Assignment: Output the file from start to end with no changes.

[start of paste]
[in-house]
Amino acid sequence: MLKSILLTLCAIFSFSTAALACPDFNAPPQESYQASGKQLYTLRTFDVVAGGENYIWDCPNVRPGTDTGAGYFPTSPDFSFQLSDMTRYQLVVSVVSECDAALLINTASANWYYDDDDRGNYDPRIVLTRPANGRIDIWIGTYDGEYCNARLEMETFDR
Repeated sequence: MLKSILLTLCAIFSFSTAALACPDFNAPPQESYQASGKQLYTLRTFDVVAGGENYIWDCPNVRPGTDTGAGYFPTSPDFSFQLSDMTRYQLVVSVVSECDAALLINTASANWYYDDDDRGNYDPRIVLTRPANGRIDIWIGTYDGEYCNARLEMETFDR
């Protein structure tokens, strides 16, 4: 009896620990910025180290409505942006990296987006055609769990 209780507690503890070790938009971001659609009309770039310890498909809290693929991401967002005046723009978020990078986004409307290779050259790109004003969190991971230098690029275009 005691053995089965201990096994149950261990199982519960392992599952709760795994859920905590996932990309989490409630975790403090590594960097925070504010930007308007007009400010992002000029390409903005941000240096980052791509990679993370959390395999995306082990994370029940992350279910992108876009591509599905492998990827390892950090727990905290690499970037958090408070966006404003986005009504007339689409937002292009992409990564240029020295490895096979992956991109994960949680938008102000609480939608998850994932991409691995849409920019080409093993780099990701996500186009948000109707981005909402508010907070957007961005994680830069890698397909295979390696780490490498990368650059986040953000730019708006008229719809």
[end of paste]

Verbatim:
[in-house]
Amino acid sequence: MLKSILLTLCAIFSFSTAALACPDFNAPPQESYQASGKQLYTLRTFDVVAGGENYIWDCPNVRPGTDTGAGYFPTSPDFSFQLSDMTRYQLVVSVVSECDAALLINTASANWYYDDDDRGNYDPRIVLTRPANGRIDIWIGTYDGEYCNARLEMETFDR
Repeated sequence: MLKSILLTLCAIFSFSTAALACPDFNAPPQESYQASGKQLYTLRTFDVVAGGENYIWDCPNVRPGTDTGAGYFPTSPDFSFQLSDMTRYQLVVSVVSECDAALLINTASANWYYDDDDRGNYDPRIVLTRPANGRIDIWIGTYDGEYCNARLEMETFDR
């Protein structure tokens, strides 16, 4: 009896620990910025180290409505942006990296987006055609769990 209780507690503890070790938009971001659609009309770039310890498909809290693929991401967002005046723009978020990078986004409307290779050259790109004003969190991971230098690029275009 005691053995089965201990096994149950261990199982519960392992599952709760795994859920905590996932990309989490409630975790403090590594960097925070504010930007308007007009400010992002000029390409903005941000240096980052791509990679993370959390395999995306082990994370029940992350279910992108876009591509599905492998990827390892950090727990905290690499970037958090408070966006404003986005009504007339689409937002292009992409990564240029020295490895096979992956991109994960949680938008102000609480939608998850994932991409691995849409920019080409093993780099990701996500186009948000109707981005909402508010907070957007961005994680830069890698397909295979390696780490490498990368650059986040953000730019708006008229719809």